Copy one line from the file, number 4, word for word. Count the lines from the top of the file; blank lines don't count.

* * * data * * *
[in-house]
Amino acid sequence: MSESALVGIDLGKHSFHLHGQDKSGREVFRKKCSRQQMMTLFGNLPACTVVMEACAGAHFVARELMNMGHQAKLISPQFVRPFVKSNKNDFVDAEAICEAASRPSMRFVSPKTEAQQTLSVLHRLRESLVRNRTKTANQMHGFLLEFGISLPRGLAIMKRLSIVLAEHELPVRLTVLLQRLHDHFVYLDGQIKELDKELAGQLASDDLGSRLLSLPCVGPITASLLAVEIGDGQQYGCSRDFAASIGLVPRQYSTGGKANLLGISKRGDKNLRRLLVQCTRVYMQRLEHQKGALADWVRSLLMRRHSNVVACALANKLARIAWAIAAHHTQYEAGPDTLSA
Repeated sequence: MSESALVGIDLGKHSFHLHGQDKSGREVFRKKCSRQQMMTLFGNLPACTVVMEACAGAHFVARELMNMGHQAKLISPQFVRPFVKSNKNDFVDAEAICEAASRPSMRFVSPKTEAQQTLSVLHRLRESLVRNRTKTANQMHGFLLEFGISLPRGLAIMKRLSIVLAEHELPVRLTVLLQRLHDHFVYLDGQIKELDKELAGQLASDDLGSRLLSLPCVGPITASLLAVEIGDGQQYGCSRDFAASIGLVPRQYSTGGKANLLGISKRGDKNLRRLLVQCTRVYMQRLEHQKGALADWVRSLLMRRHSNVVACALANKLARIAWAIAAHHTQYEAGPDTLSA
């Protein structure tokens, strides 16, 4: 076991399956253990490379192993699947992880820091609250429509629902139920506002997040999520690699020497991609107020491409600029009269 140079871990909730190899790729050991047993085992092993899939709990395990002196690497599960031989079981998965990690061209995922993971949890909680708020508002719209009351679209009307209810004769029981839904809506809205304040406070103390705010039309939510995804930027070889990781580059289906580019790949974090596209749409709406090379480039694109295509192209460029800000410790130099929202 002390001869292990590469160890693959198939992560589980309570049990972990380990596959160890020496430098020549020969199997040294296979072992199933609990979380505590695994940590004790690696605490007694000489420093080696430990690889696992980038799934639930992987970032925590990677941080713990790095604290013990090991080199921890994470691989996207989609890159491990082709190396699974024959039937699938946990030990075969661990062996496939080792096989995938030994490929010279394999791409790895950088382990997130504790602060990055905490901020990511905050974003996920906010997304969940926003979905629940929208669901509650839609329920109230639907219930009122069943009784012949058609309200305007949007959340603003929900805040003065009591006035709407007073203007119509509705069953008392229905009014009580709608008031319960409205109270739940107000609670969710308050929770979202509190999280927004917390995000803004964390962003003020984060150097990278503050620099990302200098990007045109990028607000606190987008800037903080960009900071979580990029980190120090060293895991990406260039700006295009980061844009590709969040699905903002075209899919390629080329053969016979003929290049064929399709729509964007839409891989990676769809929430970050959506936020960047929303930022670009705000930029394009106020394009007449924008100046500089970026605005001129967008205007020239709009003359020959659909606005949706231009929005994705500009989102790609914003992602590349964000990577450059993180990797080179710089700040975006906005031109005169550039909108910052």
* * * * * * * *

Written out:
């Protein structure tokens, strides 16, 4: 076991399956253990490379192993699947992880820091609250429509629902139920506002997040999520690699020497991609107020491409600029009269 140079871990909730190899790729050991047993085992092993899939709990395990002196690497599960031989079981998965990690061209995922993971949890909680708020508002719209009351679209009307209810004769029981839904809506809205304040406070103390705010039309939510995804930027070889990781580059289906580019790949974090596209749409709406090379480039694109295509192209460029800000410790130099929202 002390001869292990590469160890693959198939992560589980309570049990972990380990596959160890020496430098020549020969199997040294296979072992199933609990979380505590695994940590004790690696605490007694000489420093080696430990690889696992980038799934639930992987970032925590990677941080713990790095604290013990090991080199921890994470691989996207989609890159491990082709190396699974024959039937699938946990030990075969661990062996496939080792096989995938030994490929010279394999791409790895950088382990997130504790602060990055905490901020990511905050974003996920906010997304969940926003979905629940929208669901509650839609329920109230639907219930009122069943009784012949058609309200305007949007959340603003929900805040003065009591006035709407007073203007119509509705069953008392229905009014009580709608008031319960409205109270739940107000609670969710308050929770979202509190999280927004917390995000803004964390962003003020984060150097990278503050620099990302200098990007045109990028607000606190987008800037903080960009900071979580990029980190120090060293895991990406260039700006295009980061844009590709969040699905903002075209899919390629080329053969016979003929290049064929399709729509964007839409891989990676769809929430970050959506936020960047929303930022670009705000930029394009106020394009007449924008100046500089970026605005001129967008205007020239709009003359020959659909606005949706231009929005994705500009989102790609914003992602590349964000990577450059993180990797080179710089700040975006906005031109005169550039909108910052």